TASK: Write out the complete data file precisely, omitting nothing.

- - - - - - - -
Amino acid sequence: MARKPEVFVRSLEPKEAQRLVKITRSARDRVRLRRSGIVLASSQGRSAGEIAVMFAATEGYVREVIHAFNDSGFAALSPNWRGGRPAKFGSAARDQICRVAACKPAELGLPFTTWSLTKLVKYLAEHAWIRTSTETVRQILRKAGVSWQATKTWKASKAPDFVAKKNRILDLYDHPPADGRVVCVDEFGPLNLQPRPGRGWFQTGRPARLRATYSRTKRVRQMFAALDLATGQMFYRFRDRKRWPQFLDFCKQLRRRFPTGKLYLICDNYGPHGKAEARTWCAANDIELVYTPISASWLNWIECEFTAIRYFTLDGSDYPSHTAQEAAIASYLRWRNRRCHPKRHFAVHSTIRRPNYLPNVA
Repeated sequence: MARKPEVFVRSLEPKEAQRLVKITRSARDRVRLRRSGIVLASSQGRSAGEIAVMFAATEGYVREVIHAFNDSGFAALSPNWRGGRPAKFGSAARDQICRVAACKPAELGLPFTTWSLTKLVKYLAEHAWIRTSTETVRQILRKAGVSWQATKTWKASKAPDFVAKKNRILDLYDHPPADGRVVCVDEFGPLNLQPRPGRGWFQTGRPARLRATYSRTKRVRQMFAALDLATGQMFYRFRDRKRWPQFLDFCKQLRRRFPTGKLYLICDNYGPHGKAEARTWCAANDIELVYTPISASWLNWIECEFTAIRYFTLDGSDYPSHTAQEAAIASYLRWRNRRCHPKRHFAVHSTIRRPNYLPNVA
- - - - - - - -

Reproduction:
Amino acid sequence: MARKPEVFVRSLEPKEAQRLVKITRSARDRVRLRRSGIVLASSQGRSAGEIAVMFAATEGYVREVIHAFNDSGFAALSPNWRGGRPAKFGSAARDQICRVAACKPAELGLPFTTWSLTKLVKYLAEHAWIRTSTETVRQILRKAGVSWQATKTWKASKAPDFVAKKNRILDLYDHPPADGRVVCVDEFGPLNLQPRPGRGWFQTGRPARLRATYSRTKRVRQMFAALDLATGQMFYRFRDRKRWPQFLDFCKQLRRRFPTGKLYLICDNYGPHGKAEARTWCAANDIELVYTPISASWLNWIECEFTAIRYFTLDGSDYPSHTAQEAAIASYLRWRNRRCHPKRHFAVHSTIRRPNYLPNVA
Repeated sequence: MARKPEVFVRSLEPKEAQRLVKITRSARDRVRLRRSGIVLASSQGRSAGEIAVMFAATEGYVREVIHAFNDSGFAALSPNWRGGRPAKFGSAARDQICRVAACKPAELGLPFTTWSLTKLVKYLAEHAWIRTSTETVRQILRKAGVSWQATKTWKASKAPDFVAKKNRILDLYDHPPADGRVVCVDEFGPLNLQPRPGRGWFQTGRPARLRATYSRTKRVRQMFAALDLATGQMFYRFRDRKRWPQFLDFCKQLRRRFPTGKLYLICDNYGPHGKAEARTWCAANDIELVYTPISASWLNWIECEFTAIRYFTLDGSDYPSHTAQEAAIASYLRWRNRRCHPKRHFAVHSTIRRPNYLPNVA